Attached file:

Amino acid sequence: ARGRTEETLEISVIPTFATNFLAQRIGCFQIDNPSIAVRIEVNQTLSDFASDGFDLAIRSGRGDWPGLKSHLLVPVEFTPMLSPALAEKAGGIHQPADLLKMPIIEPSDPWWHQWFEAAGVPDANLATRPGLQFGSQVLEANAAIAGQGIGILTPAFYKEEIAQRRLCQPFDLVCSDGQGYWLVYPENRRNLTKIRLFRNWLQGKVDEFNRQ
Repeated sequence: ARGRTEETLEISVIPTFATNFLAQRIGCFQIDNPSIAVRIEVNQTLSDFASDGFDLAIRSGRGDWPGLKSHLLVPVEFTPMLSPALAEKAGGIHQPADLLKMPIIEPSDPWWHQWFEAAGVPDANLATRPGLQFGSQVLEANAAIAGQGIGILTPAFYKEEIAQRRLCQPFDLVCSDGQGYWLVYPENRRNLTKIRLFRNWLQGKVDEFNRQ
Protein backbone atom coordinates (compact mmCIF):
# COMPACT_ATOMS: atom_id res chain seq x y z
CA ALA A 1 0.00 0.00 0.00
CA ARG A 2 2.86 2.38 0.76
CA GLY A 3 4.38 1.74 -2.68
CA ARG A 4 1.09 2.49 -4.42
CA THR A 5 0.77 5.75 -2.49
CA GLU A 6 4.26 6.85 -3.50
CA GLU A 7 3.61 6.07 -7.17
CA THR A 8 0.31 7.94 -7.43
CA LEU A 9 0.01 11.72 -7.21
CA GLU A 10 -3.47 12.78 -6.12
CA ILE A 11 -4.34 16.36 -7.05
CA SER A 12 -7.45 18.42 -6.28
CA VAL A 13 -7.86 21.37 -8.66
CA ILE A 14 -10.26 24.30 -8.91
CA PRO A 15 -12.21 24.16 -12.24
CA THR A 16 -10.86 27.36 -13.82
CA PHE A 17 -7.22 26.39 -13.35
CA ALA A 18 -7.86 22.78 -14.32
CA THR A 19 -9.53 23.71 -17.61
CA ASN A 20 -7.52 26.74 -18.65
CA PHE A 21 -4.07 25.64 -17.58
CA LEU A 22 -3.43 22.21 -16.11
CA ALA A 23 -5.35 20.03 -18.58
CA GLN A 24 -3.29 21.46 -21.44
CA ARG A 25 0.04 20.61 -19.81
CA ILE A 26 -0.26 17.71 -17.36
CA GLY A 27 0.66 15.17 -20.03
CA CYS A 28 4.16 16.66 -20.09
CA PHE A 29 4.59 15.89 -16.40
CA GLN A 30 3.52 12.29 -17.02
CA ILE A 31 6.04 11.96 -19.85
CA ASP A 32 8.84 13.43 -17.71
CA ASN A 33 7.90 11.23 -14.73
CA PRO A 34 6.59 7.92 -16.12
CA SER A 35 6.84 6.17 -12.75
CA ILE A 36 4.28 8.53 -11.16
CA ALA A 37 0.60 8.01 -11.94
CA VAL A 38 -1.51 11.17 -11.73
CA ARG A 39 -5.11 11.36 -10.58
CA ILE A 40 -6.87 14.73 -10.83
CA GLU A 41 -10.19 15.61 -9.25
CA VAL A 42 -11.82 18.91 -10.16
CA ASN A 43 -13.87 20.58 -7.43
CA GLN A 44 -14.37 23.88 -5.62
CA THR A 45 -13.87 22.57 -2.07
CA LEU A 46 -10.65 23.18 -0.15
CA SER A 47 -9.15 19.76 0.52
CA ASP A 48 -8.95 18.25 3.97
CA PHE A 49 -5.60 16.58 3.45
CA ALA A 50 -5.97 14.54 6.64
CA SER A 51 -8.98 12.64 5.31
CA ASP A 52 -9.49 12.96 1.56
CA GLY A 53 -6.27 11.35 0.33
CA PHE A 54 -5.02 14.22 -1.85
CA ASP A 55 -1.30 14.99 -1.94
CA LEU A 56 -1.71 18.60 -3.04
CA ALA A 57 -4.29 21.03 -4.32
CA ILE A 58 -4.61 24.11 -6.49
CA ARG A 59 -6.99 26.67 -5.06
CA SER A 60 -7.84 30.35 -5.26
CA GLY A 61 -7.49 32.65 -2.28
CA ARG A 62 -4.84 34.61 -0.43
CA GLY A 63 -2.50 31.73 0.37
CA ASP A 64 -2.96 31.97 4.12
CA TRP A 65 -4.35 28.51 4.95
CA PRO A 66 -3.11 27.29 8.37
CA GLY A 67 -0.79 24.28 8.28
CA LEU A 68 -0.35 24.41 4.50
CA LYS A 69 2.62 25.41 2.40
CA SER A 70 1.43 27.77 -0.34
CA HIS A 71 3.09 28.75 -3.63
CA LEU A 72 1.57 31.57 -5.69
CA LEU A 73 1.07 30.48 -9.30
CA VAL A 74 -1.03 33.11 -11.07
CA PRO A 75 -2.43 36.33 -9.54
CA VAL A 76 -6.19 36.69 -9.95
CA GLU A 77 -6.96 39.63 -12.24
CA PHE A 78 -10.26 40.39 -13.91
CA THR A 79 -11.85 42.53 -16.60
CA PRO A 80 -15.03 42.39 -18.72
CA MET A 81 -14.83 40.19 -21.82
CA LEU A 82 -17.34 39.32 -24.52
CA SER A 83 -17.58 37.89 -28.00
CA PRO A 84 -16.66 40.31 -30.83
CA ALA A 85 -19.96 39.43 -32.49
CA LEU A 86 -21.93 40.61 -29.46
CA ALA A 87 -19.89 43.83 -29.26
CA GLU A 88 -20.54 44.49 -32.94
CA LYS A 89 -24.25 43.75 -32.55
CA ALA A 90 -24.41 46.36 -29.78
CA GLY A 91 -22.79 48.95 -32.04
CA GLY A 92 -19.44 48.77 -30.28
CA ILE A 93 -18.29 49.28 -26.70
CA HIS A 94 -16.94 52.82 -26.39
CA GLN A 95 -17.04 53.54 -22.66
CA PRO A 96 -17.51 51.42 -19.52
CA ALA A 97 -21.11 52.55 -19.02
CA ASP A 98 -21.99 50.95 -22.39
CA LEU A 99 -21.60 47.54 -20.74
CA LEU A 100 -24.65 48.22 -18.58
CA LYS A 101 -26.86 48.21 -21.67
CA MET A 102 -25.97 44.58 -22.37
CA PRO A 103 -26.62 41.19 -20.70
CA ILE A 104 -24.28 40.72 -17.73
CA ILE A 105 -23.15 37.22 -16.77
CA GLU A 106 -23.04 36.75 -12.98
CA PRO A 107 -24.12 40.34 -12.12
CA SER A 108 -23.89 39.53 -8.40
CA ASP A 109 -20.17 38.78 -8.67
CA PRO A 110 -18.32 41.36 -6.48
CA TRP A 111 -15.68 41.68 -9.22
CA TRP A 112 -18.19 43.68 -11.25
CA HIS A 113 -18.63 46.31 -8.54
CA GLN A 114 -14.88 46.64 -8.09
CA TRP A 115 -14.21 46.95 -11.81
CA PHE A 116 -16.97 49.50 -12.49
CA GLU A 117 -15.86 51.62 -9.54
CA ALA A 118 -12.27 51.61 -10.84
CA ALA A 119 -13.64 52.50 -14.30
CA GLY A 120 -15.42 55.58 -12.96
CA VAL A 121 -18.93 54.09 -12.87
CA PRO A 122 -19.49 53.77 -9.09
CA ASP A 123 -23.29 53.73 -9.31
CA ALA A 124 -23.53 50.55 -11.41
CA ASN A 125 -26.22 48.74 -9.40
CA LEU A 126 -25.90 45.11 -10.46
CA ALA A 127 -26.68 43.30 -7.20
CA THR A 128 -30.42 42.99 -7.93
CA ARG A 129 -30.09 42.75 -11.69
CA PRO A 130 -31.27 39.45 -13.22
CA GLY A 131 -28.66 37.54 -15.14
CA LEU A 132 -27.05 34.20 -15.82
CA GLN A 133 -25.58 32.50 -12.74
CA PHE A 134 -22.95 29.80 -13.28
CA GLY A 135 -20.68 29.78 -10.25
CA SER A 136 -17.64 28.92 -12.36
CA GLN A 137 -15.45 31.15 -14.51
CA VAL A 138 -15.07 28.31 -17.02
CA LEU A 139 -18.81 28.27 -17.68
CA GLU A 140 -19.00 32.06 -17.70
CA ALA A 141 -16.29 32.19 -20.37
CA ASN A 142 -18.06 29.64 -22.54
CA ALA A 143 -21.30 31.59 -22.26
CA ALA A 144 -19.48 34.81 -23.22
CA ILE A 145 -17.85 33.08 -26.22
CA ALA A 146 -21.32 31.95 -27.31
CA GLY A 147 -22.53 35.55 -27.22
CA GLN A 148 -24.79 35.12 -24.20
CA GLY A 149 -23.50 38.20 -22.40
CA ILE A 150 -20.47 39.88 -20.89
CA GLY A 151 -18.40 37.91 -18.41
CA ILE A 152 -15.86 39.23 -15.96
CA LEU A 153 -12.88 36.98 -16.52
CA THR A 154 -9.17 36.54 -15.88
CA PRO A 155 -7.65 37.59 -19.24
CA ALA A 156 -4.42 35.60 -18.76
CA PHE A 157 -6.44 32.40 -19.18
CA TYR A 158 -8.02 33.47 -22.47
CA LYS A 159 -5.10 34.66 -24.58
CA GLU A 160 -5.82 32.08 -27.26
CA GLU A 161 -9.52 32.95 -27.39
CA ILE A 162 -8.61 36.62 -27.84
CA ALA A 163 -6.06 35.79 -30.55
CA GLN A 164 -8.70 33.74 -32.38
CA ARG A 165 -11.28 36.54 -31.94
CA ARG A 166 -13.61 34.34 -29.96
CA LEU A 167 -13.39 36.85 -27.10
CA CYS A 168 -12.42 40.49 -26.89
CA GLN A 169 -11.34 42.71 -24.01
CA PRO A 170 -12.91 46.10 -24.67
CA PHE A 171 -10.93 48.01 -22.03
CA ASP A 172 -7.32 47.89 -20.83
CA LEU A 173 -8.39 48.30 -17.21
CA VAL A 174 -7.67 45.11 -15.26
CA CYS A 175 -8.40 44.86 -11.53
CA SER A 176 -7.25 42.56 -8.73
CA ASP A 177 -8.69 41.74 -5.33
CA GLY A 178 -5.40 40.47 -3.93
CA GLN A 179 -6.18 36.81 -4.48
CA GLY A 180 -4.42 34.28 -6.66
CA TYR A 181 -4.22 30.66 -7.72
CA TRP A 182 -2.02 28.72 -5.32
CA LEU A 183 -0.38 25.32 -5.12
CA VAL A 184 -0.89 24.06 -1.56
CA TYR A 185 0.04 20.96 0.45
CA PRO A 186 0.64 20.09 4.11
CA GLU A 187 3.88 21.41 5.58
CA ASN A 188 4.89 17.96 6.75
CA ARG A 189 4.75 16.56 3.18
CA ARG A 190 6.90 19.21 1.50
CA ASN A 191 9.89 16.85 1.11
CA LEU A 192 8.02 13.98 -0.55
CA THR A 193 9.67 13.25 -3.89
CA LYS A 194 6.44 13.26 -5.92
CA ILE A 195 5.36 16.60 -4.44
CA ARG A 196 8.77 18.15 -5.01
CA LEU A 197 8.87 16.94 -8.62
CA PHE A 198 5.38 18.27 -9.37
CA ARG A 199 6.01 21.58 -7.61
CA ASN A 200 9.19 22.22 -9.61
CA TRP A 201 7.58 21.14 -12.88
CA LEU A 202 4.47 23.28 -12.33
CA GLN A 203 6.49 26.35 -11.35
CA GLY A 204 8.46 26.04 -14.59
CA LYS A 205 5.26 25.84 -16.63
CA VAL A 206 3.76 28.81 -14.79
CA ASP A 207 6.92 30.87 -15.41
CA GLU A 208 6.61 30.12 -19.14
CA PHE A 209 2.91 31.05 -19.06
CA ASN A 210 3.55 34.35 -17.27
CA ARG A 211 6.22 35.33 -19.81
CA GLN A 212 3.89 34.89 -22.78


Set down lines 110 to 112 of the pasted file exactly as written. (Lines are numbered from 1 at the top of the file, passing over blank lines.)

CA GLU A 106 -23.04 36.75 -12.98
CA PRO A 107 -24.12 40.34 -12.12
CA SER A 108 -23.89 39.53 -8.40